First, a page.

Search a value in your database in SQL Server

Here is a script to identify a value in your database. The script will identify the presence of the search value from all tables and generate select queries from the respective tables which you can execute and confirm.

	DECLARE @STRINGTOLOOKFOR VARCHAR(500)
		,@TABLENAME SYSNAME
		,@FULLTABLENAME SYSNAME
        --<-- Give the value to search------->
	SELECT @STRINGTOLOOKFOR = '7F0B0DD5-22BC-421B-9416-3A7C24146A98'  
        --<-- Give the value to search------->

	DECLARE @COLUMNNAME NVARCHAR(128),
		@DATETYPE NVARCHAR(128),
		@ROW SMALLINT,
		@ROWCOUNT INT,
		@SQL NVARCHAR(1000)
		
	DECLARE STRING_FIND_CURSOR CURSOR FAST_FORWARD FOR 
		
	SELECT TABLE_NAME, TABLE_SCHEMA+'.'+TABLE_NAME FROM INFORMATION_SCHEMA.TABLES 
	WHERE TABLE_TYPE ='BASE TABLE' 
	
	OPEN STRING_FIND_CURSOR
	
	FETCH NEXT FROM STRING_FIND_CURSOR 
	INTO @TABLENAME, @FULLTABLENAME
	
	SET @STRINGTOLOOKFOR = @STRINGTOLOOKFOR 
	
	WHILE @@FETCH_STATUS = 0
	BEGIN
		SET @ROW = 1
	
		SELECT @ROWCOUNT = MAX([ORDINAL_POSITION])
		FROM [INFORMATION_SCHEMA].[COLUMNS]
		WHERE [TABLE_NAME] = @TABLENAME 
		GROUP BY [ORDINAL_POSITION]
	
		WHILE @ROW  <= @ROWCOUNT
                BEGIN 
		SELECT @COLUMNNAME =  QUOTENAME(COLUMN_NAME) ,
			@DATETYPE = [DATA_TYPE]
		FROM [INFORMATION_SCHEMA].[COLUMNS]
		WHERE [TABLE_NAME] = @TABLENAME 
			AND [ORDINAL_POSITION] = @ROW
		ORDER BY [ORDINAL_POSITION]
	
		SET @ROW = @ROW + 1  
			
		SET @SQL = NULL
	
		IF @DATETYPE IN ( N'CHAR', N'VARCHAR', N'TEXT')
			SET @SQL = 'SELECT * FROM ' + @FULLTABLENAME + ' WHERE PATINDEX(''%' + @STRINGTOLOOKFOR + '%'', ' + @COLUMNNAME + ') > 0'
			IF @DATETYPE IN (N'UNIQUEIDENTIFIER') AND @STRINGTOLOOKFOR LIKE '[A-F,0-9][A-F,0-9][A-F,0-9][A-F,0-9][A-F,0-9][A-F,0-9][A-F,0-9][A-F,0-9][-][A-F,0-9][A-F,0-9][A-F,0-9][A-F,0-9][-][A-F,0-9][A-F,0-9][A-F,0-9][A-F,0-9][-][A-F,0-9][A-F,0-9][A-F,0-9][A-F,0-9][-][A-F,0-9][A-F,0-9][A-F,0-9][A-F,0-9][A-F,0-9][A-F,0-9][A-F,0-9][A-F,0-9][A-F,0-9][A-F,0-9][A-F,0-9][A-F,0-9]'
				SET @SQL = 'SELECT * FROM ' + @FULLTABLENAME + ' WHERE' + @COLUMNNAME + ' = ''' + @STRINGTOLOOKFOR + ''''
			IF @DATETYPE IN (N'NCHAR', N'NVARCHAR', N'NTEXT')
				SET @SQL = 'SELECT * FROM ' + @FULLTABLENAME + ' WHERE PATINDEX(''%' + @STRINGTOLOOKFOR + '%'', CAST(' + @COLUMNNAME + ' AS TEXT)) > 0'
			
			IF @DATETYPE IN (N'SQL_VARIANT',N'SMALLINT',N'INT',N'BIGINT',N'TINYINT')
				SET @SQL = 'SELECT * FROM ' + @FULLTABLENAME + ' WHERE CONVERT(VARCHAR(8000),' + @COLUMNNAME + ') LIKE ''%'+ @STRINGTOLOOKFOR + '%'''
			
			IF @SQL IS NOT NULL
			BEGIN
				SET @SQL = 'IF EXISTS(' + @SQL + ') PRINT ''SELECT '+@COLUMNNAME+' FROM ' + @FULLTABLENAME + ' WHERE ' + @COLUMNNAME + ' LIKE ''''%'+@STRINGTOLOOKFOR+'%'''''''
				EXEC (@SQL)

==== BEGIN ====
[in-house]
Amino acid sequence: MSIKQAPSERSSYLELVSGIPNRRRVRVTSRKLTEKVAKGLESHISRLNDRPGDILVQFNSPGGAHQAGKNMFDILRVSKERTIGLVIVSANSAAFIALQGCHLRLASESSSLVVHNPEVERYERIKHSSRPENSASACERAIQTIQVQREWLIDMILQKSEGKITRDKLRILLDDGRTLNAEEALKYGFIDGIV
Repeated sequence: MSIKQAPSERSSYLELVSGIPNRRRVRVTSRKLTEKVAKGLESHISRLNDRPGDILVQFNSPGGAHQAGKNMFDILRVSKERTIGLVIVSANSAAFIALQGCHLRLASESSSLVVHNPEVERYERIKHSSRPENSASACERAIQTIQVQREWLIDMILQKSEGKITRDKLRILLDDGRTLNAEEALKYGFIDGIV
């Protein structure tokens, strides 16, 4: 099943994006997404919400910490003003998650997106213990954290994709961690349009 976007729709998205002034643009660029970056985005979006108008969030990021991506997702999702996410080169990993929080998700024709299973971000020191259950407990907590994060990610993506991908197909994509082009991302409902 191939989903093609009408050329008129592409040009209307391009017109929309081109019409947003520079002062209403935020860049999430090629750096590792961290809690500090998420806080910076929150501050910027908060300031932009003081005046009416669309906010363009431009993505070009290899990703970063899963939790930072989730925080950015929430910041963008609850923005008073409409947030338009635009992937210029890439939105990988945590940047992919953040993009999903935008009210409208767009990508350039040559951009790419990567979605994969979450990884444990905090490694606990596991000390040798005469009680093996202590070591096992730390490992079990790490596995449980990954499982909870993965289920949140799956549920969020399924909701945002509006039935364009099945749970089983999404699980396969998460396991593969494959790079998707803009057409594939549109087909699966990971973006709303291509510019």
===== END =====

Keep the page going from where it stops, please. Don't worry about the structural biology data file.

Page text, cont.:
END
		END
	
		FETCH NEXT FROM STRING_FIND_CURSOR 
		INTO @TABLENAME, @FULLTABLENAME

	END
	
	CLOSE STRING_FIND_CURSOR
	DEALLOCATE STRING_FIND_CURSOR
	
	

How to build comma separated string in SQL Server

Building a comma separated string is a very frequent&common requirement for SQL Server developers. Developers find different ways to achieve this like CLR/XML PATH/Co-related queries etc. With this post, we are going to see two options that are widely used XML PATH & string_AGG and a quick look at its performance comparison.

— Using STUFF & XML PATH

This is the most widely used method to build the comma separated string. In my personal experience, I observed many performance issues related to this method for a large set of data.


Drop Table if exists BuildCommaSeparatedString
Create Table BuildCommaSeparatedString(SessionID int, CourseID varchar(100))

Insert into BuildCommaSeparatedString Values 
(1,'English'),(1,'Maths'),(1,'Accountancy'),(2,'History'),(2,'Biology')

SELECT  SessionID,STUFF((SELECT  ',' + CourseID FROM BuildCommaSeparatedString EE
            WHERE  EE.SessionID=E.SessionID
            ORDER BY CourseID -- To order the Courses in order 
        FOR XML PATH('')), 1, 1, '') AS 'CommaseparatedString'
FROM BuildCommaSeparatedString E
GROUP BY E.SessionID


Sample Execution results — Using string_AGG in SQL Server 2017

With SQL Server 2017 release, there is a better way to do this using string_agg built-in function. The STRING_AGG() is an aggregate function that concatenates rows of strings into a single string, separated by a specified separator.

STRING_AGG ( input_string, separator ) [ order_clause ]

input_string - is the column name of any type that can convert to a comma separated string
separator - is the separator caharacter like , or ; etc
[ order_clause ] - specifies the sort order of concatenated results using WITHIN GROUP clause

WITHIN GROUP ( ORDER BY expression [ ASC | DESC ] )
Please note that, The STRING_AGG() ignores NULL and it does not add the separator for NULL when performing concatenation.

Drop Table if exists BuildCommaSeparatedString
Create Table BuildCommaSeparatedString(SessionID int, CourseID varchar(100))

Insert into BuildCommaSeparatedString Values 
(1,'English'),(1,'Maths'),(1,'Accountancy'),(2,'History'),(2,'Biology')

Select SessionID, STRING_AGG(CourseID,',') From BuildCommaSeparatedString Group by SessionID

--To build the comma separated string in an order way
Select SessionID, STRING_AGG(CourseID,',') within group (Order by CourseID asc) 
From BuildCommaSeparatedString Group by SessionID

Sample Execution results A quick look on Performance benefit

The below snapshot clearly indicates that the performance benefit of string_AGG built-in function over XML PATH approach.

Conclusion

If you are in SQL Server 2017 – use built-in function string_AGG instead of any other method. I have seen this outperform many times than a custom built code. If you do not agree or have any different experience, please share the specific case with an example for the benefits of readers. Thanks in advance!

How to remove special characters like TAB, Carriage Return, and Line Feed characters from string in SQL Server

Today, we are going to see a scenario where we need to remove special characters from a string in SQL Server. Let us discuss on few methods to achieve this “extended” trim functionality.